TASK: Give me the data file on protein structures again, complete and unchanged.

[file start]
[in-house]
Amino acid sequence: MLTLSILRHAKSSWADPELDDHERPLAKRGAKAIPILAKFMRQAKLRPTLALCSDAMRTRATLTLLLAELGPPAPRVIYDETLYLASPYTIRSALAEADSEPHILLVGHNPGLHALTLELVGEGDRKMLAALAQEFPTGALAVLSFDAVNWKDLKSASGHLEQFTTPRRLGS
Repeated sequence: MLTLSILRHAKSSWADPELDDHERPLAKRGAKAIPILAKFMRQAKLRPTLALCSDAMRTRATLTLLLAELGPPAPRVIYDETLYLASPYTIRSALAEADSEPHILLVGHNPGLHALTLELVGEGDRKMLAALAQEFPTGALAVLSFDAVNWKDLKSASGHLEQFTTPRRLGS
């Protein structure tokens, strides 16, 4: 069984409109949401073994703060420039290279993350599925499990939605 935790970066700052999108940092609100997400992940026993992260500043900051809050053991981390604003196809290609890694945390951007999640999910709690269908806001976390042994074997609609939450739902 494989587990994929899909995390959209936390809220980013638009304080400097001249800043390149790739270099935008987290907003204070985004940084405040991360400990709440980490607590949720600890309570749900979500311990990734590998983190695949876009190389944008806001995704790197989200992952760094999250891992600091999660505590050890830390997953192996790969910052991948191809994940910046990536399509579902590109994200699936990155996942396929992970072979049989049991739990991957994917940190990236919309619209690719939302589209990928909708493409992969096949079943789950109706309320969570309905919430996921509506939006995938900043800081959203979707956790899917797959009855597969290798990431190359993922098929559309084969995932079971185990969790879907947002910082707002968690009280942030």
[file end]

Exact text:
[in-house]
Amino acid sequence: MLTLSILRHAKSSWADPELDDHERPLAKRGAKAIPILAKFMRQAKLRPTLALCSDAMRTRATLTLLLAELGPPAPRVIYDETLYLASPYTIRSALAEADSEPHILLVGHNPGLHALTLELVGEGDRKMLAALAQEFPTGALAVLSFDAVNWKDLKSASGHLEQFTTPRRLGS
Repeated sequence: MLTLSILRHAKSSWADPELDDHERPLAKRGAKAIPILAKFMRQAKLRPTLALCSDAMRTRATLTLLLAELGPPAPRVIYDETLYLASPYTIRSALAEADSEPHILLVGHNPGLHALTLELVGEGDRKMLAALAQEFPTGALAVLSFDAVNWKDLKSASGHLEQFTTPRRLGS
């Protein structure tokens, strides 16, 4: 069984409109949401073994703060420039290279993350599925499990939605 935790970066700052999108940092609100997400992940026993992260500043900051809050053991981390604003196809290609890694945390951007999640999910709690269908806001976390042994074997609609939450739902 494989587990994929899909995390959209936390809220980013638009304080400097001249800043390149790739270099935008987290907003204070985004940084405040991360400990709440980490607590949720600890309570749900979500311990990734590998983190695949876009190389944008806001995704790197989200992952760094999250891992600091999660505590050890830390997953192996790969910052991948191809994940910046990536399509579902590109994200699936990155996942396929992970072979049989049991739990991957994917940190990236919309619209690719939302589209990928909708493409992969096949079943789950109706309320969570309905919430996921509506939006995938900043800081959203979707956790899917797959009855597969290798990431190359993922098929559309084969995932079971185990969790879907947002910082707002968690009280942030």